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Nat Commun. 2018 Sep 13;9(1):3728. doi: 10.1038/s41467-018-06125-0.

NLRP1 restricts butyrate producing commensals to exacerbate inflammatory bowel disease.

Author information

1
Inflammation Division, The Walter and Eliza Hall Institute of Medical Research, Parkville, VIC, 3052, Australia.
2
Department of Medical Biology, University of Melbourne, Parkville, VIC, 3010, Australia.
3
Gut Health, QIMR Berghofer Medical Research Institute, Brisbane, 4029, QLD, Australia.
4
Department of Immunobiology, Yale University School of Medicine, New Haven, CT, 06519, USA.
5
Department of Infectious Diseases and Immunology, Utrecht University, Utrecht, 3584 CL, The Netherlands.
6
Medical Genomics, QIMR Berghofer Medical Research Institute, Brisbane, 4029, QLD, Australia.
7
Bioinformatics Division, The Walter and Eliza Hall Institute of Medical Research, Parkville, VIC, 3052, Australia.
8
Molecular Immunology Division, The Walter and Eliza Hall Institute of Medical Research, Parkville, VIC, 3052, Australia.
9
Statistics Division, QIMR Berghofer Medical Research Institute, Brisbane, 4029, QLD, Australia.
10
Olivia Newton-John Cancer Research Institute, School of Cancer Medicine, La Trobe University, Heidelberg, VIC, 3084, Australia.
11
Systems Biology and Personalized Medicine Division, The Walter and Eliza Hall Institute of Medical Research, Parkville, VIC, 3052, Australia.
12
Department of Food Science and Nutrition, Nara Women's University, Nara, 6308506, Japan.
13
Department of Microbiology, The Moyne Institute of Preventative Medicine, School of Genetics and Microbiology, Trinity College Dublin, Dublin 2, Ireland.
14
Metabolomics Australia, Bio21 Institute of Molecular Science and Biotechnology, University of Melbourne, Parkville, VIC, 3010, Australia.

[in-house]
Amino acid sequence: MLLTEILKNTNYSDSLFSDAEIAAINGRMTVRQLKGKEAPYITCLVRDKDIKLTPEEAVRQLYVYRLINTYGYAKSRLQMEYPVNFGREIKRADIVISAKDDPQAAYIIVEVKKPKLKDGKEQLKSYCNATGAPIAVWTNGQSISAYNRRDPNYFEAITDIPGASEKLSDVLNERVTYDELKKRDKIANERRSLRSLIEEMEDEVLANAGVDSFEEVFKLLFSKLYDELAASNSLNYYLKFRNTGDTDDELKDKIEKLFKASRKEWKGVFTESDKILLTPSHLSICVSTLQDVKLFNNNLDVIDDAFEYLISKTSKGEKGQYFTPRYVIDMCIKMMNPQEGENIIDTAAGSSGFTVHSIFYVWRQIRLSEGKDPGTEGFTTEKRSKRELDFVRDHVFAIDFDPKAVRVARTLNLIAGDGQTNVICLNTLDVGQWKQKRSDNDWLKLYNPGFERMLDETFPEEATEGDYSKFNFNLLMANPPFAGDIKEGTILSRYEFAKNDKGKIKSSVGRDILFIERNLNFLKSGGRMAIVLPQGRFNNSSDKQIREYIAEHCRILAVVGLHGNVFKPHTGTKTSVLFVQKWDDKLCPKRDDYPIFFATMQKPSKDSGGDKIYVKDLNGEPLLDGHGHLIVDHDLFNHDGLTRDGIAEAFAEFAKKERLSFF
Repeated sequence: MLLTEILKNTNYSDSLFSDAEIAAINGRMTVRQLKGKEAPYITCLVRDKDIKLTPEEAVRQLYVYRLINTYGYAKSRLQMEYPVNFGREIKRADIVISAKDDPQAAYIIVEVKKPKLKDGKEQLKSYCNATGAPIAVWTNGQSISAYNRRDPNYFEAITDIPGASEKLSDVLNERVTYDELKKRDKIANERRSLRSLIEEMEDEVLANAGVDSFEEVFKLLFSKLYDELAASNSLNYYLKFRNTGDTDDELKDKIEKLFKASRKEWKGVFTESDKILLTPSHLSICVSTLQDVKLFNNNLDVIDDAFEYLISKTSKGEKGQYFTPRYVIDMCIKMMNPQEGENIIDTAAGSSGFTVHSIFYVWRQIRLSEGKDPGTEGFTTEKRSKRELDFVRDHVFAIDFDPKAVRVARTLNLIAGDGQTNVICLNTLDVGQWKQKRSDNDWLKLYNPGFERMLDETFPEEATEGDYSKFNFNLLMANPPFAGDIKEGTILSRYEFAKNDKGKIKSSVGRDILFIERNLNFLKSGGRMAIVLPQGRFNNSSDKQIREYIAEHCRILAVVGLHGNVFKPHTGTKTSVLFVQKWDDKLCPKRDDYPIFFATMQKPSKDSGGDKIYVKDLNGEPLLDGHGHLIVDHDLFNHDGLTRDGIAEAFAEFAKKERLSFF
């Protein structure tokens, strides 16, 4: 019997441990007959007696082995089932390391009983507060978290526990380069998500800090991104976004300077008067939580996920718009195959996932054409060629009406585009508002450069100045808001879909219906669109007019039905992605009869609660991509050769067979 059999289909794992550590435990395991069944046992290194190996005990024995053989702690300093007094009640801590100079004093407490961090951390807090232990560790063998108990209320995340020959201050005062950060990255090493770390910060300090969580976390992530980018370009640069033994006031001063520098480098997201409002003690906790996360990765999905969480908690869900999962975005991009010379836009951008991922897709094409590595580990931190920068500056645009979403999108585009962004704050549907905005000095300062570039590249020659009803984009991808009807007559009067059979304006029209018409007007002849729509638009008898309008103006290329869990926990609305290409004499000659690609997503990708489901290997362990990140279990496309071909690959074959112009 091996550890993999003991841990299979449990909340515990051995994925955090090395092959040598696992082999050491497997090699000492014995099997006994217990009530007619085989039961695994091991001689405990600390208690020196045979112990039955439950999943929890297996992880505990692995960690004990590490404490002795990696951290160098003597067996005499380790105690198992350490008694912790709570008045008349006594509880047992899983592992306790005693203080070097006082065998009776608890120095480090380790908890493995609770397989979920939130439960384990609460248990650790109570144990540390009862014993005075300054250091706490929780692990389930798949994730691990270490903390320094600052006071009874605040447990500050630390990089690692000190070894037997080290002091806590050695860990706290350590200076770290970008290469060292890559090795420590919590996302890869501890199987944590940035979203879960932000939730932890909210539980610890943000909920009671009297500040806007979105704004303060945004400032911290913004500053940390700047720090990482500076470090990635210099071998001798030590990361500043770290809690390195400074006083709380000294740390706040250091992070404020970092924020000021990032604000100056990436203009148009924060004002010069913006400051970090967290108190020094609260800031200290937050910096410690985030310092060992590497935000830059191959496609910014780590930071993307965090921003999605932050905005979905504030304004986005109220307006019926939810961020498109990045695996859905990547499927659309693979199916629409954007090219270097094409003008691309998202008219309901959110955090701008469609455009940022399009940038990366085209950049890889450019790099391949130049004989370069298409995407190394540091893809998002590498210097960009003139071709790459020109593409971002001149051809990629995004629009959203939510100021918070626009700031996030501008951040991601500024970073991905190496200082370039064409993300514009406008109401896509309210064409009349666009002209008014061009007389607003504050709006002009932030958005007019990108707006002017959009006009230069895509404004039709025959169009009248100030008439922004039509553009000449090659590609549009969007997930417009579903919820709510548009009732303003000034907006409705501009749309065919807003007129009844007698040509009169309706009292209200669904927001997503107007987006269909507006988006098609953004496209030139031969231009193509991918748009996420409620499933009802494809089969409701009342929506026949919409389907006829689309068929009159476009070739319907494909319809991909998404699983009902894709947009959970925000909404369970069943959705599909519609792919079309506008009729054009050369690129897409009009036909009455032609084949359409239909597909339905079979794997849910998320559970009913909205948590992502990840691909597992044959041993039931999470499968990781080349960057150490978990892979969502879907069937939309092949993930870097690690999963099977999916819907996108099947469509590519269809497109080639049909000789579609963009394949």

15
Department of Biochemistry and Molecular Biology, Parkville, VIC, 3010, Australia.
16
Howard Hughes Medical Institute, Yale University, New Haven, CT, 06510, USA.
17
Department of Clinical Microbiology and Immunology, Sackler Faculty of Medicine, Tel Aviv University, Tel Aviv, 69978, Israel.
18
ACRF Chemical Biology Division, The Walter and Eliza Hall Institute of Medical Research, Parkville, VIC, 3052, Australia.
19
Department of Anatomy and Developmental Biology, Monash Biomedicine Discovery Institute, Monash University, Clayton, 3800, VIC, Australia.
20
Sir Peter MacCallum Department of Oncology, University of Melbourne, Parkville, VIC, 3010, Australia.
21
Bioinformatics and Cancer Genomics Lab, Peter MacCallum Cancer Centre, Melbourne, VIC, 3002, Australia.
22
Department of Gastroenterology, Royal Brisbane and Women's Hospital, Brisbane, 4029, QLD, Australia.
23
University of Queensland School of Medicine, Brisbane, 4029, QLD, Australia.
24
Inflammation Division, The Walter and Eliza Hall Institute of Medical Research, Parkville, VIC, 3052, Australia. masters@wehi.edu.au.
25
Department of Medical Biology, University of Melbourne, Parkville, VIC, 3010, Australia. masters@wehi.edu.au.

Abstract

Anti-microbial signaling pathways are normally triggered by innate immune receptors when detecting pathogenic microbes to provide protective immunity. Here we show that the inflammasome sensor Nlrp1 aggravates DSS-induced experimental mouse colitis by limiting beneficial, butyrate-producing Clostridiales in the gut. The colitis-protective effects of Nlrp1 deficiency are thus reversed by vancomycin treatment, but recapitulated with butyrate supplementation in wild-type mice. Moreover, an activating mutation in Nlrp1a increases IL-18 and IFNγ production, and decreases colonic butyrate to exacerbate colitis. We also show that, in patients with ulcerative colitis, increased NLRP1 in inflamed regions of the colon is associated with increased IFN-γ. In this context, NLRP1, IL-18 or IFN-γ expression negatively correlates with the abundance of Clostridiales in human rectal mucosal biopsies. Our data identify the NLRP1 inflammasome to be a key negative regulator of protective, butyrate-producing commensals, which therefore promotes inflammatory bowel disease.

PMID:
30214011
PMCID:
PMC6137172
DOI:
10.1038/s41467-018-06125-0
[Indexed for MEDLINE]
Free PMC Article

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